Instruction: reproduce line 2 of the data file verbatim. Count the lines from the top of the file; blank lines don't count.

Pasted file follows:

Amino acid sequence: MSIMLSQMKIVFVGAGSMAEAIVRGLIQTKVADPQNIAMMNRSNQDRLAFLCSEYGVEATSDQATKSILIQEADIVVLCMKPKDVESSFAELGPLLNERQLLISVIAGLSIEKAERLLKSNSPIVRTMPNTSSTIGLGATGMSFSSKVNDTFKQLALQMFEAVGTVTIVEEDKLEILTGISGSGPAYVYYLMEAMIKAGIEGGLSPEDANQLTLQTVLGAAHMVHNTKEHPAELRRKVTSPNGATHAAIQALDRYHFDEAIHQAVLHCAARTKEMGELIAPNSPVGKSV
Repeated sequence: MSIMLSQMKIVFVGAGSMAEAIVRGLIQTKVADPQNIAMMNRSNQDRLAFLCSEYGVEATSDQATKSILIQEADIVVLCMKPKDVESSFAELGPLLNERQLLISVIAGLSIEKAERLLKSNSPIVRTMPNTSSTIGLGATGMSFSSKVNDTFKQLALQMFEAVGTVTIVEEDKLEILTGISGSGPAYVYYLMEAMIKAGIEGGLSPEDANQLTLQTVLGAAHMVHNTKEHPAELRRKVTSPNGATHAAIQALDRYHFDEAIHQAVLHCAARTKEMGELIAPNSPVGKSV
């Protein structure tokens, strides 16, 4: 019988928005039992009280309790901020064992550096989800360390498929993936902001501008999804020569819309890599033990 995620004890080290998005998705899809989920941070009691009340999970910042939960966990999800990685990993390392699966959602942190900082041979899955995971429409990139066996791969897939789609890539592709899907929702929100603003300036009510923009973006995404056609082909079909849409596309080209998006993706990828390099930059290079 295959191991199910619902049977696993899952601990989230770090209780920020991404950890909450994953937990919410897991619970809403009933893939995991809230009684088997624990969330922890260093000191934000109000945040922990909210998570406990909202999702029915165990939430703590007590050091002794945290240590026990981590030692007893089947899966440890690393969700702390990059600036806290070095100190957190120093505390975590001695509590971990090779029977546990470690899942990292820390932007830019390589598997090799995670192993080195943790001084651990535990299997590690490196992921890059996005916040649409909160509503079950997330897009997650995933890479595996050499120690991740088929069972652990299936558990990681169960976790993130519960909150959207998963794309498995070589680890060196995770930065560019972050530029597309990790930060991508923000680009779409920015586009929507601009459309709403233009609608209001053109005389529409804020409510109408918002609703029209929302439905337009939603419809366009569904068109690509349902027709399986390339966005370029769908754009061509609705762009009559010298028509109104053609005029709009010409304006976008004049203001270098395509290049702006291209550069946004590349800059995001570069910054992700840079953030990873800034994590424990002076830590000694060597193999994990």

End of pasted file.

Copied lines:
Repeated sequence: MSIMLSQMKIVFVGAGSMAEAIVRGLIQTKVADPQNIAMMNRSNQDRLAFLCSEYGVEATSDQATKSILIQEADIVVLCMKPKDVESSFAELGPLLNERQLLISVIAGLSIEKAERLLKSNSPIVRTMPNTSSTIGLGATGMSFSSKVNDTFKQLALQMFEAVGTVTIVEEDKLEILTGISGSGPAYVYYLMEAMIKAGIEGGLSPEDANQLTLQTVLGAAHMVHNTKEHPAELRRKVTSPNGATHAAIQALDRYHFDEAIHQAVLHCAARTKEMGELIAPNSPVGKSV